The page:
Three different A-scan biometry techniques are presently in use:
Prager Shell used for
A-scan biometry by immersion has better reproducibility, which
leads to an overall increase in accuracy. The immersion technique can be performed
rapidly and with greater confidence than the applanation method. Making the change
from the applanation to immersion is well worth the small learning curve.
all forms of ultrasound based biometry have two basic limitations. First,
they use a rather large 10-MHz sound wave to measure a relatively small
distance. Second, the area around the center of the macula is not flat,
but thinnest at the fovea, with thicker shoulders. In order to overcome
these two accuracy barriers, axial length must be measured by partial coherence
interferometry using the Carl Zeiss Meditec IOLMaster.
By the applanation biometry method, an ultrasound probe is placed directly
on the cornea, which slightly indents the surface. More desirable, by the
immersion technique the ultrasound probe does not come into direct contact
with the cornea, but instead uses a coupling fluid between it and the probe,
Quantel Aviso Ultrasound
Using a 10-MHz ultrasound transducer, by the immersion method, the typical
accuracy for axial length measurements is within 0.12 mm. This results
in approximately 0.28 D of post-operative refractive error in an eye of average
axial length. This error would be more for a shorter eye and less for a
longer eye. However, the total refractive error involves all components of
the measurement process and is closer to 0.36 D, taking into account keratometry,
a 2-variable IOL power calculation formula and the configuration of the capsulorrhexis.
A-scan biometry by immersion will
display an axial length somewhat longer than applanation, because there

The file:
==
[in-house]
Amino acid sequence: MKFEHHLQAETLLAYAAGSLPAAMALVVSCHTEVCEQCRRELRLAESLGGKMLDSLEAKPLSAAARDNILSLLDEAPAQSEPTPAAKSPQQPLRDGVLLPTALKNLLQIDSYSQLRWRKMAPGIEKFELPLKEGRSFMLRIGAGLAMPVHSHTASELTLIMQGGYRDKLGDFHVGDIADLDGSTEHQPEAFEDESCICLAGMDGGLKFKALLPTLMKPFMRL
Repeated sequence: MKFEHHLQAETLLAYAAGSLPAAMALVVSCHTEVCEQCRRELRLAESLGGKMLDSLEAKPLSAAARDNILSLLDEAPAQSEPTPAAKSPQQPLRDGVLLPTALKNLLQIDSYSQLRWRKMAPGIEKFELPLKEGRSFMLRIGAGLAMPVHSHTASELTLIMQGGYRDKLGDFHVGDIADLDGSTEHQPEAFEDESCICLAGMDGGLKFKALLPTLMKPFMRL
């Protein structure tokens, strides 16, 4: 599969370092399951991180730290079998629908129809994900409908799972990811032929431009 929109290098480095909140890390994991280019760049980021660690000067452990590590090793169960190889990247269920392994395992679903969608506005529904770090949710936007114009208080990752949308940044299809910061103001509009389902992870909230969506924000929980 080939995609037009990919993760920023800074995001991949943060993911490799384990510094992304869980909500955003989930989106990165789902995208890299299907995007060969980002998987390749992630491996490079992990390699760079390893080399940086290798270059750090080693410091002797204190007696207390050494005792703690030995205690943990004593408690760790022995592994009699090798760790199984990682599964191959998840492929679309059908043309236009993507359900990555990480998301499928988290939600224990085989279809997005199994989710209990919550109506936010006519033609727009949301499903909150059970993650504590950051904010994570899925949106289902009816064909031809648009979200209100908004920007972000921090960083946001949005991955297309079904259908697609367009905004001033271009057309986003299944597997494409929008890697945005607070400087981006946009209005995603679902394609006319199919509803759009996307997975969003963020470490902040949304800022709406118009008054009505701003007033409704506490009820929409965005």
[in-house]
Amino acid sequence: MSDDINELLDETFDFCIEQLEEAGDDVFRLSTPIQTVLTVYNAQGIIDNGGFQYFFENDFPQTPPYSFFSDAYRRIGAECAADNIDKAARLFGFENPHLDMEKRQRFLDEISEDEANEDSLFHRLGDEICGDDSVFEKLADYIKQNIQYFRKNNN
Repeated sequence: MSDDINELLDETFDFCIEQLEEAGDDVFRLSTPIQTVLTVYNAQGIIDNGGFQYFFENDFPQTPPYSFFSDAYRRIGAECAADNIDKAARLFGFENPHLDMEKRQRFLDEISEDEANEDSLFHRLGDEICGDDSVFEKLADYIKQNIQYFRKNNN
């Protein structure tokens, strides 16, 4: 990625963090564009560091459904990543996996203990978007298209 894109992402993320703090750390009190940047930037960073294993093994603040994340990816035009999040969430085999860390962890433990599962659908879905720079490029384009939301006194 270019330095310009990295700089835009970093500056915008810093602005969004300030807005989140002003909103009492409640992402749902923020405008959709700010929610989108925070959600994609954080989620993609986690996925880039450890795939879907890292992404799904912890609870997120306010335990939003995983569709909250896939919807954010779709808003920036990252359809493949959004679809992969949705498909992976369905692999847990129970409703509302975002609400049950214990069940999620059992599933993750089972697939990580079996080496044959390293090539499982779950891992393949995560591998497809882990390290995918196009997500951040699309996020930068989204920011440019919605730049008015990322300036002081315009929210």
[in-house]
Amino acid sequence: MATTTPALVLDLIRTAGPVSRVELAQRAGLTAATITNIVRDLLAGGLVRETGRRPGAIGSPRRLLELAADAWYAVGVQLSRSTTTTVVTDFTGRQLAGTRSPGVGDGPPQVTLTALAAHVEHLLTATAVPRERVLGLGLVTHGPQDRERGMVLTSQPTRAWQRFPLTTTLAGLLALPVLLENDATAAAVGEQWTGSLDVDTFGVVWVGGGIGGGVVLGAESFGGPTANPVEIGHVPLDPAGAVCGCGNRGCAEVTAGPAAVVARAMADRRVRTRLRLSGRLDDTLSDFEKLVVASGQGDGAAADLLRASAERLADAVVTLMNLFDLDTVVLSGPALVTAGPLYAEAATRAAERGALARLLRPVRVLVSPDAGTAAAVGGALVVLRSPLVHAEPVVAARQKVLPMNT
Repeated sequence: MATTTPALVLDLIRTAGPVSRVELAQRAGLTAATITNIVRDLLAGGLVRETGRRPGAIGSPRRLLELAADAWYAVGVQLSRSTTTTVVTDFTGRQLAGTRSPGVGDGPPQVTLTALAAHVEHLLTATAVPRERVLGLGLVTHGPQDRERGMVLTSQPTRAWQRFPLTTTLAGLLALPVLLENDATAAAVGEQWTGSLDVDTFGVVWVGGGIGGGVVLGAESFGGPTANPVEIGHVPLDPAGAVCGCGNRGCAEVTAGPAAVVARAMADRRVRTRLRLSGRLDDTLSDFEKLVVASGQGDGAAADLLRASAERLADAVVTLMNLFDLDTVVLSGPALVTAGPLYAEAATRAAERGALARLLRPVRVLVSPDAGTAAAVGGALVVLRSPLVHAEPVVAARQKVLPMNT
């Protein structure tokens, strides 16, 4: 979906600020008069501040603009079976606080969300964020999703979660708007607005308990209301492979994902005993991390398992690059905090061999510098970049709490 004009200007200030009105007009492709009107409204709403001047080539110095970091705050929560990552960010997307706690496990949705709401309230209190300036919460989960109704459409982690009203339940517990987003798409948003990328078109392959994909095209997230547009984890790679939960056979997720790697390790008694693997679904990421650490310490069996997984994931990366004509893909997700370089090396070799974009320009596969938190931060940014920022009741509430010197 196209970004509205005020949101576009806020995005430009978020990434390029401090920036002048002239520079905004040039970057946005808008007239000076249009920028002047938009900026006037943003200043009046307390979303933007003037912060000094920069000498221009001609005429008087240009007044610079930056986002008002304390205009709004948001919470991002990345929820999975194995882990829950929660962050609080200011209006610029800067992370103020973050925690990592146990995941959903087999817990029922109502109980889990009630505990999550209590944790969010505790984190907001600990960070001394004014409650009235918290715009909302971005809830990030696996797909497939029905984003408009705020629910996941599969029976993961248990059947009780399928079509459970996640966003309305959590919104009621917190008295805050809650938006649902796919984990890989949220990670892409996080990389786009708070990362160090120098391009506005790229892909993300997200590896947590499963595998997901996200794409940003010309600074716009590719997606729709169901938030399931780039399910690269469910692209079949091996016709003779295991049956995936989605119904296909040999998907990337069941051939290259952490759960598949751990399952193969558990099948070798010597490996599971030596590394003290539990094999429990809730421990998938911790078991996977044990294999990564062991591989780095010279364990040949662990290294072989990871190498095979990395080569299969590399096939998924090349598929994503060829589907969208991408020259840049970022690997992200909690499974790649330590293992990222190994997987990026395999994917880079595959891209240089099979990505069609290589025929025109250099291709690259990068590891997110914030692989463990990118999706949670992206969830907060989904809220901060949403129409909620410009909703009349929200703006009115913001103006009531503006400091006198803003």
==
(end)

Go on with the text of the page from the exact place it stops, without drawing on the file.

is no corneal compression and the displayed axial length is closer to the
true axial length. The difference between applanation and immersion can be
anywhere between 0.14 mm to 0.28 mm depending on the degree of corneal compression.
Upon implementing immersion A-scan ultrasonography, it is best to aim
for a -0.75 D target refraction and start with the IOL manufacturer
recommended ACD, A-constant, or Surgeon Factor, rather than the constants
that were "personalized" in your Outcomes Database during the course of past
A-scans. Failure to target a higher degree
of myopia in the beginning may result in unexpected post-operative hyperopia
of approximately +0.50 diopters in eyes of normal axial length. This is continued
until your new immersion biometry lens constants can be established.
As described by Dr. Holladay, immersion A-scan ultrasonography
can also be successfully carried out for the
phakic eye with all gates set to the aphakic
sound velocity of 1,532 m/sec. Using this Advanced A-scan Biometry technique, an extra +0.32 mm is
added to the displayed axial length to correct
for the thickness and different velocities of
the lens and cornea. Measuring the axial length
in this way avoids a number of common problems
and has become our preferred method for immersion
For further reading, we highly recommend the
book A-scan Axial Length Measurements by Sandra Frazier Byrne.
It is an excellent resource that you wouldn't want to miss.
Also, there is an excellent, national certification
program in Ophthalmic Biometry available for your technicians:
American Registry of Diagnostic Medical